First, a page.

The world’s largest athletic footwear and apparel merchant reigns supreme.
Nike reported $12.3 billion in revenue for its fiscal fourth quarter, a 96% increase year-over-year. The retailer beat Wall Street estimates of $11.8 billion.
The strong quarter was in part fueled by increased shipments to reopening brick-and-mortar stores — Dick’s Sporting Goods, Foot Locker, and JD Sports are key partners.
Nike’s membership model is also thriving. With more than 300 million members globally, online purchases from members hit a record $3 billion during the quarter. Overall, the Swoosh’s digital sales were up 41% compared to the prior year.
North America continues to be Nike’s biggest market and sales more than doubled there, hitting a record $5.38 billion.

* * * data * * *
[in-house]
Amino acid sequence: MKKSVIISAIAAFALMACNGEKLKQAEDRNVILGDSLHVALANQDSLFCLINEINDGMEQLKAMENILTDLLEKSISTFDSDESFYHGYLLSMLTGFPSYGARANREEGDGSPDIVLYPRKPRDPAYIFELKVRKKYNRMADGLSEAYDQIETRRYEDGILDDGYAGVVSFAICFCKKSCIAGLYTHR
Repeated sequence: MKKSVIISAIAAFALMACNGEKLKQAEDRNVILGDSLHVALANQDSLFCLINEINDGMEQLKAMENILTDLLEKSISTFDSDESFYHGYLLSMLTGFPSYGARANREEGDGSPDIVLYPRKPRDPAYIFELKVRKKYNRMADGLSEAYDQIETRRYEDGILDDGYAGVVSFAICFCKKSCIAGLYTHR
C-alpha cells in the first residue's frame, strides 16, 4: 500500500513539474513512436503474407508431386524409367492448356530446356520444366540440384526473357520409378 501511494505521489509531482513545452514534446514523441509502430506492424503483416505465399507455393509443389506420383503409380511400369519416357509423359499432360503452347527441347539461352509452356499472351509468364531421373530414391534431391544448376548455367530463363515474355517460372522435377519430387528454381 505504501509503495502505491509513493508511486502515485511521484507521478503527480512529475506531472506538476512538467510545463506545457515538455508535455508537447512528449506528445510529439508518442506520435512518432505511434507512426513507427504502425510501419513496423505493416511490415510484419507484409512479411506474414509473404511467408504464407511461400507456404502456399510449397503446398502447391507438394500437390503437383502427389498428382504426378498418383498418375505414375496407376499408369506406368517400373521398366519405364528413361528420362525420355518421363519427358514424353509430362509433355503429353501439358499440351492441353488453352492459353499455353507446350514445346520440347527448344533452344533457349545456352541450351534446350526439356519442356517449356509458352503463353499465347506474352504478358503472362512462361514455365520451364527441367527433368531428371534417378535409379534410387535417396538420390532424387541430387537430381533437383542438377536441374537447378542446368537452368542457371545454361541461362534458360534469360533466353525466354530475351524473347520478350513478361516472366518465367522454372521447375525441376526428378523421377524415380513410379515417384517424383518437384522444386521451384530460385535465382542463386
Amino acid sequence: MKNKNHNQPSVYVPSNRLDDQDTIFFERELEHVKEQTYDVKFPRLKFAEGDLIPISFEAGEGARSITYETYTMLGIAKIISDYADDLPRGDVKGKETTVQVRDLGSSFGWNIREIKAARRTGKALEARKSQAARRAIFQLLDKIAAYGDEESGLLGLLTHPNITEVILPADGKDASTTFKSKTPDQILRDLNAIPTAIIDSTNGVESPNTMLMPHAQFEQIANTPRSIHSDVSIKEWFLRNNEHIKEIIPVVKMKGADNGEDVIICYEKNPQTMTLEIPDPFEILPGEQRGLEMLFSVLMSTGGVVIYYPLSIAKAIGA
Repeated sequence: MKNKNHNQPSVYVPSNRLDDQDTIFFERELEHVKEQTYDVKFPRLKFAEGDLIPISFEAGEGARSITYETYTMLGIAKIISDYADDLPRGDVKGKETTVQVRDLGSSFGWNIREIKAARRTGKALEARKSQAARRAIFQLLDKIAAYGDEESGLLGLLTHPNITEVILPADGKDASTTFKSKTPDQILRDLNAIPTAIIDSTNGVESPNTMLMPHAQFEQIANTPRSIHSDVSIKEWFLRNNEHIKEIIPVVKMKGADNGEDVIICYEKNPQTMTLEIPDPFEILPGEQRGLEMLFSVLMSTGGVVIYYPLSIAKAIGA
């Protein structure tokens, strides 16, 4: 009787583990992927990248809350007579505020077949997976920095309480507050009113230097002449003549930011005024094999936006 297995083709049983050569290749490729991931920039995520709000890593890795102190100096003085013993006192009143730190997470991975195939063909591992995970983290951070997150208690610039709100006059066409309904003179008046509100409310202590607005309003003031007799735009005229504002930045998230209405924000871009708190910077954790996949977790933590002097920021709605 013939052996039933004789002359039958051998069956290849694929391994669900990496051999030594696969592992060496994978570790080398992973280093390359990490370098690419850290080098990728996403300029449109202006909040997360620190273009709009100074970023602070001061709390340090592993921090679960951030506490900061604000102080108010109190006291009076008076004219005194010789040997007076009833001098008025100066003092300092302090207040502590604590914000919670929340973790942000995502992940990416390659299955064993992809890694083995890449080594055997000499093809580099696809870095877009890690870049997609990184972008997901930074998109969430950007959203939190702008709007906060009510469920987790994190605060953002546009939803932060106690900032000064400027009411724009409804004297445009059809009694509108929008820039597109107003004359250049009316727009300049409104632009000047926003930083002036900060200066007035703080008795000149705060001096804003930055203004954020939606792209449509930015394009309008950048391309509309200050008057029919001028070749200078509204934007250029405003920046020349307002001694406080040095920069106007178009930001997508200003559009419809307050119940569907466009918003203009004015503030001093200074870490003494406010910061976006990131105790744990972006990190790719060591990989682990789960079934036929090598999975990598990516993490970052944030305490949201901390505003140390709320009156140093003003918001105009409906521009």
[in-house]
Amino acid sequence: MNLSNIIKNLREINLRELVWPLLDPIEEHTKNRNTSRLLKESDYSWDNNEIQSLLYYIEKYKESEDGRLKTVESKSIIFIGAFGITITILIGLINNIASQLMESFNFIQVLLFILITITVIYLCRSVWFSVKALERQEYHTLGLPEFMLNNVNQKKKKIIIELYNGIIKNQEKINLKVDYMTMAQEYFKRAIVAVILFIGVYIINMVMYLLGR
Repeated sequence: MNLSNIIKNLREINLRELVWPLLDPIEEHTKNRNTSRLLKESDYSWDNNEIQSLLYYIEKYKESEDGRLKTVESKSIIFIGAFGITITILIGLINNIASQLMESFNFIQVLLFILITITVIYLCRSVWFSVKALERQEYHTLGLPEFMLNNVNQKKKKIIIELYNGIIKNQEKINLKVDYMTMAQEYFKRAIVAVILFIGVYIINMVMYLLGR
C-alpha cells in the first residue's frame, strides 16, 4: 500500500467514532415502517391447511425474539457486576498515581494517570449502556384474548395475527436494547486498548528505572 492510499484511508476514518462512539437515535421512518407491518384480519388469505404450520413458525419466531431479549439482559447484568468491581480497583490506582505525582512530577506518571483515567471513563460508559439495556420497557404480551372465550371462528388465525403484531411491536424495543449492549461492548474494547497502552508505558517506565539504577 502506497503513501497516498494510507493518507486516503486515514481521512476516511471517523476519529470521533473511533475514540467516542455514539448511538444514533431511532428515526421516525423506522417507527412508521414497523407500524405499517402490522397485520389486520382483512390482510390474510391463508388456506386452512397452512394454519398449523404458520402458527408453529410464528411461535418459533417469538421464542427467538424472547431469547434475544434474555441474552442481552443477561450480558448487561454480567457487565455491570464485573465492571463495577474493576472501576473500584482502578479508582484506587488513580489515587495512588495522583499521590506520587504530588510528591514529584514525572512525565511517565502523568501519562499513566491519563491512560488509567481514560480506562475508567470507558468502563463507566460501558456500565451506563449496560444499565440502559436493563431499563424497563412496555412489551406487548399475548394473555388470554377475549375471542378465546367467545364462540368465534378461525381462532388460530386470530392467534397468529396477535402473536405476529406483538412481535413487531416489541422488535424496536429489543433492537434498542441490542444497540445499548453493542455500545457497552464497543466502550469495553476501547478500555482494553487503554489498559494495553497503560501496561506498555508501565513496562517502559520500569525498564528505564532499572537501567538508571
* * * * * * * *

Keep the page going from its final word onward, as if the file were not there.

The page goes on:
Despite the growth, Nike’s athlete roster sustained a couple blows during quarter:
- In April, four-time Olympic gold medalist Simone Biles left Nike for Athleta, a Gap-owned brand that designs activewear for women and girls.
- The same month, Kobe Bryant and his estate’s contractual relationship with Nike ended on contentious terms. He had been with the company since 2003.
Still, Nike’s full-year revenue reached $44.5 billion in 2021, a 19% uptick compared to FY2020.
The threat of Chinese boycotts over Nike’s stand against the alleged mistreatment of Muslim Uyghurs in the country’s Xinjiang region had no material impact, either. Nike’s sales in China rose 17% to $1.93 billion.